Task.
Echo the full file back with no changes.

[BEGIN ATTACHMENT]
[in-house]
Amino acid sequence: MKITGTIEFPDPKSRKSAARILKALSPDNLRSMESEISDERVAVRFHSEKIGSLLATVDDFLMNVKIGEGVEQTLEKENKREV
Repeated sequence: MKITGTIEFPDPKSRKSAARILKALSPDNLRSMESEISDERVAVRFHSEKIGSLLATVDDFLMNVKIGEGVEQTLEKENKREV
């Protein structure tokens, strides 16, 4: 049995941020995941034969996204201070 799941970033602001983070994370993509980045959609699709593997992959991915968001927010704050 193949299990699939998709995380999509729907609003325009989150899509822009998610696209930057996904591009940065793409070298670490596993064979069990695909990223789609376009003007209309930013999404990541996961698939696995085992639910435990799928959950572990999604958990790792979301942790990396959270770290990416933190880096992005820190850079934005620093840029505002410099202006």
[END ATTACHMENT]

[in-house]
Amino acid sequence: MKITGTIEFPDPKSRKSAARILKALSPDNLRSMESEISDERVAVRFHSEKIGSLLATVDDFLMNVKIGEGVEQTLEKENKREV
Repeated sequence: MKITGTIEFPDPKSRKSAARILKALSPDNLRSMESEISDERVAVRFHSEKIGSLLATVDDFLMNVKIGEGVEQTLEKENKREV
């Protein structure tokens, strides 16, 4: 049995941020995941034969996204201070 799941970033602001983070994370993509980045959609699709593997992959991915968001927010704050 193949299990699939998709995380999509729907609003325009989150899509822009998610696209930057996904591009940065793409070298670490596993064979069990695909990223789609376009003007209309930013999404990541996961698939696995085992639910435990799928959950572990999604958990790792979301942790990396959270770290990416933190880096992005820190850079934005620093840029505002410099202006």